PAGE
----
The Proposed Action is to optimize ten existing MOAs used by aircrews stationed at Davis-Monthan Air Force Base, Luke Air Force Base, and Morris Air National Guard Base in Arizona. The MOAs proposed for optimization include Tombstone, Outlaw, Jackal, Reserve, Morenci, Bagdad, Gladden, Sells, Ruby, and Fuzzy (see Figure). The optimization would address existing and future training deficiencies due to insufficient airspace. This includes updating the published times of use; adjusting the altitudes of existing MOAs to support low-altitude training; authorizing supersonic training at lower altitudes in more MOAs; and authorizing use of chaff and lowering the minimum release altitude for flares.
The Proposed Action does not include creating new MOAs or changes at the installations (personnel, infrastructure, aircraft inventory, or airfield operations), changes to land use beneath the MOAs, or weapons release.
A MOA is a type of Special Use Airspace designated outside of Class A airspace by the Federal Aviation Administration to separate certain non-hazardous military aircraft training activities from Instrument Flight Rules (IFR) traffic and to identify for Visual Flight Rules (VFR) traffic where these activities are conducted. MOAs are published on sectional aeronautical charts with defined geospatial boundaries, which includes the lowest altitude (floor), highest altitude (ceiling), and lateral dimensions for training activities, and their times of use. Military use of the MOA outside of the published times of use requires the publication of a notice to airmen (NOTAM).
The existing MOAs in this region were charted decades ago for pilot training with aircraft no longer in use. There have been minimal improvements over time to support changes to Air Force aircraft, training requirements, and missions in response to modern day threats to national security. The existing MOAs have limited capacity to support low-altitude and supersonic operations, which are essential skills for fighter pilots.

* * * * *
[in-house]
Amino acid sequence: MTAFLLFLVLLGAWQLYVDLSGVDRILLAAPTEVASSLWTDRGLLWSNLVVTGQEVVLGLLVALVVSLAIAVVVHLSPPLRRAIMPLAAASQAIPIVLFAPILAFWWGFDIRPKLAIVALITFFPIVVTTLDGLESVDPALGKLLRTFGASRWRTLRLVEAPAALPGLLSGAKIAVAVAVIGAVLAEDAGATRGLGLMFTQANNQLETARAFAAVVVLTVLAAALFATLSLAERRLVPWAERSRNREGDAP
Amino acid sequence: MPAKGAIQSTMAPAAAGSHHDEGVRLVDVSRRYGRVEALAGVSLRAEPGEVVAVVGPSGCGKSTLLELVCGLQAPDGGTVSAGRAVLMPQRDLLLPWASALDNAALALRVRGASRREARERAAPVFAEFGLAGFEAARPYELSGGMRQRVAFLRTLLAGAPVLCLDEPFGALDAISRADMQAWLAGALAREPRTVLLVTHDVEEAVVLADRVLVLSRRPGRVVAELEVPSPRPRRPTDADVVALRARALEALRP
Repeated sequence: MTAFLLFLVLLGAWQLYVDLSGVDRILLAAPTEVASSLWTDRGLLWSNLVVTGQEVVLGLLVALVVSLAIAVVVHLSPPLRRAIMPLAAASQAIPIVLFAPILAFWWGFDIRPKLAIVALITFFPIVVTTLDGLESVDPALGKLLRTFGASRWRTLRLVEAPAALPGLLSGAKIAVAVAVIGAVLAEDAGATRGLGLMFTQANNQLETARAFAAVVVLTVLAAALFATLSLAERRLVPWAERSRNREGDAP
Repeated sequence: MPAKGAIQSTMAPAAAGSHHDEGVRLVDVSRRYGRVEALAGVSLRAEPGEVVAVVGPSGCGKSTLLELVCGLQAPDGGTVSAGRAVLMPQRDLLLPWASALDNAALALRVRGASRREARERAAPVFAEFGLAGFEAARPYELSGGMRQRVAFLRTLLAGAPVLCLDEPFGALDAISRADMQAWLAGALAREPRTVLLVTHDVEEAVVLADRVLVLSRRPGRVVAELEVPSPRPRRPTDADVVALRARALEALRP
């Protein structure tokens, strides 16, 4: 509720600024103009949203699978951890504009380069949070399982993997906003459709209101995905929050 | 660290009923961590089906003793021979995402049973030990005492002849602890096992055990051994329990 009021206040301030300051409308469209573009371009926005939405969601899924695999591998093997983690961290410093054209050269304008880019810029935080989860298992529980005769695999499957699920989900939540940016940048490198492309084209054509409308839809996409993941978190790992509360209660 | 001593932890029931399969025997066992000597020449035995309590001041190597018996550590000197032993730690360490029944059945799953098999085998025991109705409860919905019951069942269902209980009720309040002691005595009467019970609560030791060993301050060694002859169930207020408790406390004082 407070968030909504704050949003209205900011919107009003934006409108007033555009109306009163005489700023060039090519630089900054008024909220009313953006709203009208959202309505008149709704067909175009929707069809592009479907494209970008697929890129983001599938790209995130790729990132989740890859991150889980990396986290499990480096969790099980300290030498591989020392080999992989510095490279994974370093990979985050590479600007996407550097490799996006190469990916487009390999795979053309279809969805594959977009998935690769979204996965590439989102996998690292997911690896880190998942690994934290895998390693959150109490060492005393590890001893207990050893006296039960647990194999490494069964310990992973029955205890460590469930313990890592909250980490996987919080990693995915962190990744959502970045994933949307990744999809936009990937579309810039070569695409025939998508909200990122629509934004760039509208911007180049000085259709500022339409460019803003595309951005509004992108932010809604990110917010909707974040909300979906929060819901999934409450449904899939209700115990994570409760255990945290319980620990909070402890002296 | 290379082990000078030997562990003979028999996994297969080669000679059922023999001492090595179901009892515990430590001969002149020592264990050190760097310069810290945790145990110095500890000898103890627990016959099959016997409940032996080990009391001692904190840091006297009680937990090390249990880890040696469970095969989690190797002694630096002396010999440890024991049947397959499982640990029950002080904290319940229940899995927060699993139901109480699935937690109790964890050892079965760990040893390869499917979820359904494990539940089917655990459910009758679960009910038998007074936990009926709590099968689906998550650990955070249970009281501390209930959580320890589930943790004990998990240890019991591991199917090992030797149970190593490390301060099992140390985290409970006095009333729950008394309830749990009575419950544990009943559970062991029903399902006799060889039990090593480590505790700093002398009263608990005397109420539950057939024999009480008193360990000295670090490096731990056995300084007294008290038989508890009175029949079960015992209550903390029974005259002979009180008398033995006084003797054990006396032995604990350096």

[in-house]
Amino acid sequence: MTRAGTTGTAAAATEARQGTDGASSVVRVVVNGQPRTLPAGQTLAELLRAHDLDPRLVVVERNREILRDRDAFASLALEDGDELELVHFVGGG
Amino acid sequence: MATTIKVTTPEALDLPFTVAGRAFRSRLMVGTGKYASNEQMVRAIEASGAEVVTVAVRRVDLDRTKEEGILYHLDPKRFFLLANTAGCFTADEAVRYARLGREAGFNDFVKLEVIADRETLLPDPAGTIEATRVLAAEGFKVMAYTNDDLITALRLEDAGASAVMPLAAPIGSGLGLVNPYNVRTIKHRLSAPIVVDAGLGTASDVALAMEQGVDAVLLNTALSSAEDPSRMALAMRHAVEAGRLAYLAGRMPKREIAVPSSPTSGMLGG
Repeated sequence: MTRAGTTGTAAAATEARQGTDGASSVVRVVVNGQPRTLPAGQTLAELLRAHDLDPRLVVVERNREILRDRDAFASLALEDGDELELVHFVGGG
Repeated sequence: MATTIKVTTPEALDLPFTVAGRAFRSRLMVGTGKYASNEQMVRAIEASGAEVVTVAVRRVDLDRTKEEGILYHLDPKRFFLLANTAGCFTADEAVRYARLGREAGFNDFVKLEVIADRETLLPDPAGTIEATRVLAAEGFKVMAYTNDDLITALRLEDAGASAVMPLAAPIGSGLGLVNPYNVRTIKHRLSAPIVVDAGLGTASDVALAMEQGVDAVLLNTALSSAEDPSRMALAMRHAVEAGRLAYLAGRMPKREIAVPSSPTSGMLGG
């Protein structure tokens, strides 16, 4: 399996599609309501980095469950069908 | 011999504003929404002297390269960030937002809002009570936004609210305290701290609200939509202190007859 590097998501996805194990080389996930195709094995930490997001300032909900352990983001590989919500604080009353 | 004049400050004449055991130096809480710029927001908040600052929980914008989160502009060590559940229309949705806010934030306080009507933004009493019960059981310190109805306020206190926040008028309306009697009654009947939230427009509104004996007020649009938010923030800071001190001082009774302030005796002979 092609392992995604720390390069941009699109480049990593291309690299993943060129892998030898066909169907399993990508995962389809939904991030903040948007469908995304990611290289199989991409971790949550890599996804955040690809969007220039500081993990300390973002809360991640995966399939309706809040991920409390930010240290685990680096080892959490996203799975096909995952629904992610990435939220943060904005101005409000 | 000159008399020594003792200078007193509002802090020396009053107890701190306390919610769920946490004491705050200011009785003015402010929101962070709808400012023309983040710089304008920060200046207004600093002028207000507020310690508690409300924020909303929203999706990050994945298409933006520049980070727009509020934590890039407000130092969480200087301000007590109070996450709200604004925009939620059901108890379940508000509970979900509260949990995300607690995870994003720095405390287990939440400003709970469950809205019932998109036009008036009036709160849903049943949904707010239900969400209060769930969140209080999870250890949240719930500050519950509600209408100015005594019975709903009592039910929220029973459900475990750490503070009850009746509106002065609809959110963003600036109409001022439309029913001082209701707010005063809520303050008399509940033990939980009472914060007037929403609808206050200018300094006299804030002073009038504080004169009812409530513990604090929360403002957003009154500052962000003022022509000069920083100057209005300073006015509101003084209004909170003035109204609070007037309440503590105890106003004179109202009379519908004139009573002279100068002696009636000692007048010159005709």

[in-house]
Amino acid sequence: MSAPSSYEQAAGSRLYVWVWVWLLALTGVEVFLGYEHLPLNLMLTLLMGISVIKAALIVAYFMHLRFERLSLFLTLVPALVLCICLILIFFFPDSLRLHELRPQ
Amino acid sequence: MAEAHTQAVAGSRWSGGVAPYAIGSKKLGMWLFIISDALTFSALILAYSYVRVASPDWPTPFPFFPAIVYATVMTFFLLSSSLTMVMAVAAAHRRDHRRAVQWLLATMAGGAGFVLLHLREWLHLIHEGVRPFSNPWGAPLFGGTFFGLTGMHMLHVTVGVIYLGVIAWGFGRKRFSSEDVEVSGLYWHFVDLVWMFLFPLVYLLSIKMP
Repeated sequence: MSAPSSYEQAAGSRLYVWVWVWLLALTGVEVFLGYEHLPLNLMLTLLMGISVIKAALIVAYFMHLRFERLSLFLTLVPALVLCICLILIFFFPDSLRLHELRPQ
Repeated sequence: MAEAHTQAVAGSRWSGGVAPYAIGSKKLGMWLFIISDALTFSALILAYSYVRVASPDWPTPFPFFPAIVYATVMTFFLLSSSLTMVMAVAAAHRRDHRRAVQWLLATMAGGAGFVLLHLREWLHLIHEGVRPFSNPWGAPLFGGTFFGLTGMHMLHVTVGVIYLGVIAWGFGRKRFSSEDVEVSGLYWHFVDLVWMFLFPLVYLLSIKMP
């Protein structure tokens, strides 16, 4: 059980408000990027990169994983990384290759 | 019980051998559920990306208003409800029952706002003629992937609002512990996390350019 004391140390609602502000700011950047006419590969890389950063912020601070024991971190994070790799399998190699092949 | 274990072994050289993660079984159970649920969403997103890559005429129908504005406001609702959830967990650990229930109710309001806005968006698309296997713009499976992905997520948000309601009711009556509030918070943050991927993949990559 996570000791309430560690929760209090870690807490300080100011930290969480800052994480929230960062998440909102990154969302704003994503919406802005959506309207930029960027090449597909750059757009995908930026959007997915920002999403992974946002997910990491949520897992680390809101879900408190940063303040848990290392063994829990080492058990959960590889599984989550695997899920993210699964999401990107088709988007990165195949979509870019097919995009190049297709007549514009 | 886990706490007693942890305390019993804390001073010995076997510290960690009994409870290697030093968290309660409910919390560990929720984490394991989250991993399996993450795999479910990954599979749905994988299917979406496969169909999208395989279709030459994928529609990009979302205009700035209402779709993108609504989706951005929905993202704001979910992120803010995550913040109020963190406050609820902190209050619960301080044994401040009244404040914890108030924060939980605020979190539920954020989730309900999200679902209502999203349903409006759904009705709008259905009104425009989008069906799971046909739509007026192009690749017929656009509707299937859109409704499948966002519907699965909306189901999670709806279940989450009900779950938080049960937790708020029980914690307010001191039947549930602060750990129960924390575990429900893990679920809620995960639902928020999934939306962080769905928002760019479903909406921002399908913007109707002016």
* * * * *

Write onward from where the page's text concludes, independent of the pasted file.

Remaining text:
To successfully avoid threats, fighter pilots must have nearly automatic muscle reactions during aerial combat. This can only be accomplished by realistic, repetitive training, in airspace of a size that can support multiple aircraft simultaneously, with floors that allow for low-altitude operations, and that allow for supersonic speed at lower altitudes and use of defensive countermeasures (commonly known as chaff and flares which are used to avoid detection or attack by an enemy).
A real-world mission differs significantly from the training accomplished in a MOA that lacks requisite volume, altitude, and attributes. As an example, during a real-world mission a pilot defeats a threat by employing ingrained training tactics including turning away, deploying defensive countermeasures, diving at supersonic speed to a low-altitude to use terrain masking to block the aircraft from view to ensure a safe return home. In comparison, within an insufficient MOA, the pilot starts an escape at supersonic speed (as they would in a real-world mission) but then must reduce speed quickly to avoid operating at supersonic speed below the authorized altitude. This is the opposite of what would occur in combat. Similarly, in combat a pilot would attempt terrain masking to avoid being visible to a threat. Training for this is not possible in a MOA bounded by a high floor that precludes terrain masking. Airspace limitations and constraints result in training maneuvers that are exactly the opposite of what is required for combat survival. This counterproductive training experience, combined with the improving threat technology and increasing distances from which threats can acquire a fighter aircraft’s location, threatens aircrew survivability and mission readiness.
The Air Force has identified preliminary alternatives to include in the Draft EIS. We are seeking your feedback on these alternatives or your suggestions for other alternatives. The purpose of the Proposed Action is to optimize existing Air Force MOAs to address existing and future training deficiencies due to insufficient training airspace. Therefore, reasonable alternatives must meet the following objectives:
Click on the individual links below to discover more about the preliminary alternatives.